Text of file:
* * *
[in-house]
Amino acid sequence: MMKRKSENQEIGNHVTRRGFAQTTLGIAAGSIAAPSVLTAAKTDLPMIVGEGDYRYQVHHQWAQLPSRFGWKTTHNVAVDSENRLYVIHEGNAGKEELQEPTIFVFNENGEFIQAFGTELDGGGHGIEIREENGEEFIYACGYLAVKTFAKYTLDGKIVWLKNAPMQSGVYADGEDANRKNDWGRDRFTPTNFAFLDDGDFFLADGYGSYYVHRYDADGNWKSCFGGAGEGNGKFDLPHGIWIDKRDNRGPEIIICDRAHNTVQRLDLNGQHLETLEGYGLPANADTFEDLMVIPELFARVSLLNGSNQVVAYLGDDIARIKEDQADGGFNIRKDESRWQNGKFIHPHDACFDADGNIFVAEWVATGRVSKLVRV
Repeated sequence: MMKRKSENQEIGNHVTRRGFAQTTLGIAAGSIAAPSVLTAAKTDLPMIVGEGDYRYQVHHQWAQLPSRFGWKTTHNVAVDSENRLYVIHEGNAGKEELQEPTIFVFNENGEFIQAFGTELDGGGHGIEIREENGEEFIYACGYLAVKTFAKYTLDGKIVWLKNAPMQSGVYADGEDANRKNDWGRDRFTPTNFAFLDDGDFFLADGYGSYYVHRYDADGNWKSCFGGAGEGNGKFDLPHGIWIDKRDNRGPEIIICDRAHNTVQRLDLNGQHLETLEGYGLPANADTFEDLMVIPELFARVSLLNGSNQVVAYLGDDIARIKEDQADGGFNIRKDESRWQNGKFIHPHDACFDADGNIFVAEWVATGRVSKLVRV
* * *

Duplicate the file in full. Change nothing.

[in-house]
Amino acid sequence: MMKRKSENQEIGNHVTRRGFAQTTLGIAAGSIAAPSVLTAAKTDLPMIVGEGDYRYQVHHQWAQLPSRFGWKTTHNVAVDSENRLYVIHEGNAGKEELQEPTIFVFNENGEFIQAFGTELDGGGHGIEIREENGEEFIYACGYLAVKTFAKYTLDGKIVWLKNAPMQSGVYADGEDANRKNDWGRDRFTPTNFAFLDDGDFFLADGYGSYYVHRYDADGNWKSCFGGAGEGNGKFDLPHGIWIDKRDNRGPEIIICDRAHNTVQRLDLNGQHLETLEGYGLPANADTFEDLMVIPELFARVSLLNGSNQVVAYLGDDIARIKEDQADGGFNIRKDESRWQNGKFIHPHDACFDADGNIFVAEWVATGRVSKLVRV
Repeated sequence: MMKRKSENQEIGNHVTRRGFAQTTLGIAAGSIAAPSVLTAAKTDLPMIVGEGDYRYQVHHQWAQLPSRFGWKTTHNVAVDSENRLYVIHEGNAGKEELQEPTIFVFNENGEFIQAFGTELDGGGHGIEIREENGEEFIYACGYLAVKTFAKYTLDGKIVWLKNAPMQSGVYADGEDANRKNDWGRDRFTPTNFAFLDDGDFFLADGYGSYYVHRYDADGNWKSCFGGAGEGNGKFDLPHGIWIDKRDNRGPEIIICDRAHNTVQRLDLNGQHLETLEGYGLPANADTFEDLMVIPELFARVSLLNGSNQVVAYLGDDIARIKEDQADGGFNIRKDESRWQNGKFIHPHDACFDADGNIFVAEWVATGRVSKLVRV